Healthy Flood Restoration Tips That Prioritize Safety on Molds
Mold growth not only ruins walls, furniture, carpets, flooring, etc., it can lead to poor indoor air quality causing respiratory problems including asthma, and can lead to severe illness.
The indoor molds that grow after a flood primarily affect the respiratory system, says Jay Portnoy, director of allergy, asthma and immunology at Children’s Mercy Hospital and Clinic, Kansas City, Missouri.
“When mold grows on a surface that’s damp, it produces a lot of things that get into the air. Spores contain allergens that can become airborne, causing asthma and nasal allergy, so people have trouble breathing. They can also produce volatile organic compounds which produce that moldy, musty smell. It’s very irritating, and even if you are not allergic, can cause respiratory problems. And the sheer number of particles they produce as they make spores can be irritating. There is a lot of harm that can occur in a moldy environment.”
Mold can be found almost anywhere; it can grow on virtually any organic substance, as long as moisture and oxygen are present. Concern about indoor exposure to mold has been increasing as the public becomes aware that exposure to mold can cause a variety of health effects and symptoms, including allergic reactions.
Preventing mold growth is key to keeping your home’s air clean and healthy. So in addition to calling your insurance company, here are a few tips to deal with your flooded basement and minimize the water damage.
There is mold that can grow on wood, paper, carpet, foods, and insulation. When excessive moisture accumulates in buildings or on building materials, mold growth will often occur, particularly if the moisture problem remains undiscovered or unaddressed. It is impossible to eliminate all mold and mold spores in the indoor environment. However, mold growth can be controlled indoors by controlling moisture indoors.
Since mold requires water to grow, it is important to prevent moisture problems in buildings. Moisture problems can have many causes, including uncontrolled humidity.
Assess the size of the mold or moisture problem and the type of damaged materials before planning the remediation work.The decision to relocate occupants should consider the size and type of the area affected by mold growth, the type and extent of health effects reported by the occupants, the potential health risks that could be associated with debris, and the amount of disruption likely to be caused by remediation activities. If possible, flood restoration activities should be scheduled during off-hours when building occupants are less likely to be affected.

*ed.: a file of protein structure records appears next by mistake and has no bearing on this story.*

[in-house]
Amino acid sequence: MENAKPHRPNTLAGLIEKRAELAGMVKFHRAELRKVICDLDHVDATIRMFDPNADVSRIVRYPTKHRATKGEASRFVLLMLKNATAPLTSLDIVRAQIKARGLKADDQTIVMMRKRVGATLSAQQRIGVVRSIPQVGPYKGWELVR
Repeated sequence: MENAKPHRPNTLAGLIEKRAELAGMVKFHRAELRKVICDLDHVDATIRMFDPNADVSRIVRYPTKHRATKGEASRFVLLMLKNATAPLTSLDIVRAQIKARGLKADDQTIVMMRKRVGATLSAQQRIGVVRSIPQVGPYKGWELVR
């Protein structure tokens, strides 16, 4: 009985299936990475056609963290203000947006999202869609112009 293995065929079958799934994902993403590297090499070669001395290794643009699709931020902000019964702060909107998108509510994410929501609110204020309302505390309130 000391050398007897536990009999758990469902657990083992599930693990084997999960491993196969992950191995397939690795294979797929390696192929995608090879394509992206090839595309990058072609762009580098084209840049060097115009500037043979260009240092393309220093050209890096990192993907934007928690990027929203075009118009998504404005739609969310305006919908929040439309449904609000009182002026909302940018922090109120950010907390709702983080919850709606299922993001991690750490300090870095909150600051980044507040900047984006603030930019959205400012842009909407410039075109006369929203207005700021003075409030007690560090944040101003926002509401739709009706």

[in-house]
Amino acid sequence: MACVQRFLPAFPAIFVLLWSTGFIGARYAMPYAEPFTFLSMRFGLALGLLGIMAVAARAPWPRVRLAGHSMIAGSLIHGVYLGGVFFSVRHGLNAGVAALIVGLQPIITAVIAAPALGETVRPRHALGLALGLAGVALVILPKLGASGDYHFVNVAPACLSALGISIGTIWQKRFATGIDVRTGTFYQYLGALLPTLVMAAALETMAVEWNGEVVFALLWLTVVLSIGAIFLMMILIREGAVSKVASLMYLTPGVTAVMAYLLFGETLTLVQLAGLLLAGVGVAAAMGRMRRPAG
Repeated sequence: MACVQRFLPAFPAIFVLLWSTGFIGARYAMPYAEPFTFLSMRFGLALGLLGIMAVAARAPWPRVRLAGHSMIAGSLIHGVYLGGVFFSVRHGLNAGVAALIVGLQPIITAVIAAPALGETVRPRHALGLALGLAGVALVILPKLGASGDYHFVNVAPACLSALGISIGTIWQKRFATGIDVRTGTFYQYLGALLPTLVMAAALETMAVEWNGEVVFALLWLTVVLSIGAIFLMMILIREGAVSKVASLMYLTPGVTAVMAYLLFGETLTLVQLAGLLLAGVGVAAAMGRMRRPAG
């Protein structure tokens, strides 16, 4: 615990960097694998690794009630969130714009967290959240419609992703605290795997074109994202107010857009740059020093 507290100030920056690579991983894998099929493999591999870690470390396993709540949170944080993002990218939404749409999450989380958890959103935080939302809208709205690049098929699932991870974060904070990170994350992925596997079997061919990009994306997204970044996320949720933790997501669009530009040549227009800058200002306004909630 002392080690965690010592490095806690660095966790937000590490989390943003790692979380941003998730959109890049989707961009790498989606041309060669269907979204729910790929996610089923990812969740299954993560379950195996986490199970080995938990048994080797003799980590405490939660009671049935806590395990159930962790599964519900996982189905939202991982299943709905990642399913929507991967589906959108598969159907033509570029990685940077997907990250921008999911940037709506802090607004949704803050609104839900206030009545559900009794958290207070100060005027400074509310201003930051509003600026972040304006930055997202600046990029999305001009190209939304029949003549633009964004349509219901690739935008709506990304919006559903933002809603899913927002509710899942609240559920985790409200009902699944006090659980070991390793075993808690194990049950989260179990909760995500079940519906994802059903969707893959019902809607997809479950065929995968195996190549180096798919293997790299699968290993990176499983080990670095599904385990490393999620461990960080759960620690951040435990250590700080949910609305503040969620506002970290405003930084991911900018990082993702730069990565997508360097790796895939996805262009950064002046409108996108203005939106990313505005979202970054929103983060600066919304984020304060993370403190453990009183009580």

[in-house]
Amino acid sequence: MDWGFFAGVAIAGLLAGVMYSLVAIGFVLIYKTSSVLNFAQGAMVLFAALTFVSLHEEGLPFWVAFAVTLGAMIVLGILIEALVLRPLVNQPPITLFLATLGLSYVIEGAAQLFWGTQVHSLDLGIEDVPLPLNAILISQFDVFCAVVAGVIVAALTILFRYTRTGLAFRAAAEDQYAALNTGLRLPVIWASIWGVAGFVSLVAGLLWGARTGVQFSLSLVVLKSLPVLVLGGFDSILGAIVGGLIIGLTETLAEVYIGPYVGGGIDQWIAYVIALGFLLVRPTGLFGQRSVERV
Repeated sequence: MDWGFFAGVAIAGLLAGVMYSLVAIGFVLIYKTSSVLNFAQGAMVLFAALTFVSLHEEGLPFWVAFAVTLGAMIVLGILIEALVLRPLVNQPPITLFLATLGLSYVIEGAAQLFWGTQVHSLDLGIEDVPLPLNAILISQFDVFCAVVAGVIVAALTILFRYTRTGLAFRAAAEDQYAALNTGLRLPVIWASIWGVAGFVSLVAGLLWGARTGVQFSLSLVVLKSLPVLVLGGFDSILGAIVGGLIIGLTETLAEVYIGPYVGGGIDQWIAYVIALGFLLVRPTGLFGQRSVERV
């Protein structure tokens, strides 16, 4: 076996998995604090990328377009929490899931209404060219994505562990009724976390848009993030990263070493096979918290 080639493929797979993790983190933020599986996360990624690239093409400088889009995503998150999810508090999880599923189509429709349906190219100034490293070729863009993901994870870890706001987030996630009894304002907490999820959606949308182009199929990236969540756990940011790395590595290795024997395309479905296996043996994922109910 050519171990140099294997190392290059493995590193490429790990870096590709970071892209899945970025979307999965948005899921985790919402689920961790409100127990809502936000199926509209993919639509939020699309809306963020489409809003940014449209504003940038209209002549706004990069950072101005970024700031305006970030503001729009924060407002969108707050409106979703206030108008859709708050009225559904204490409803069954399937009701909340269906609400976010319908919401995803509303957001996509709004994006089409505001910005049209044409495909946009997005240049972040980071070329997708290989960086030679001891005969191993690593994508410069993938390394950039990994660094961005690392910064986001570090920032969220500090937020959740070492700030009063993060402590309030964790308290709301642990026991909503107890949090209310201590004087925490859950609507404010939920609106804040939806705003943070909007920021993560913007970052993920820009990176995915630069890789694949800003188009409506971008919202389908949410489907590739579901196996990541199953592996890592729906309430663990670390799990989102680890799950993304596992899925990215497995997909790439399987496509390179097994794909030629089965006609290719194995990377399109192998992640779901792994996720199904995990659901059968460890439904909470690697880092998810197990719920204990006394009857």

What to do
Contaminated, porous materials like drywall and carpet need to be dumped, not bleached, says Straus. “We usually don’t recommend putting bleach on things. It may kill mold in the immediate time frame, but as long as things stay wet, mold will grow.”
And although bleach will kill mold at the surface, the slender hyphae of fungus penetrate deep into wood, which bleach cannot reach. “Wood, obviously, is much more difficult to remove, and wood framing is almost impossible,” says Straus. “If framing is dried quickly, mold is not going to grow on it, nothing like the way it grows on Sheetrock. The best thing to do is get all water-damaged material out immediately, and the things you can’t get out, try make sure they are dried as quickly as possible.”
But at a certain point, expert advice makes sense, Portnoy says. “There are experts who specialize in this area; the typical home inspector may not have all the qualifications you need.” Many people wear a paper mask while removing moldy crud, and these masks may filter out spores and particles, but not mycotoxins. Thrasher, however, advocates more protection. “Treat it like a highly dangerous situation. Don’t do any cleaning without respiratory protection, up to and including a complete hazmat suit.”
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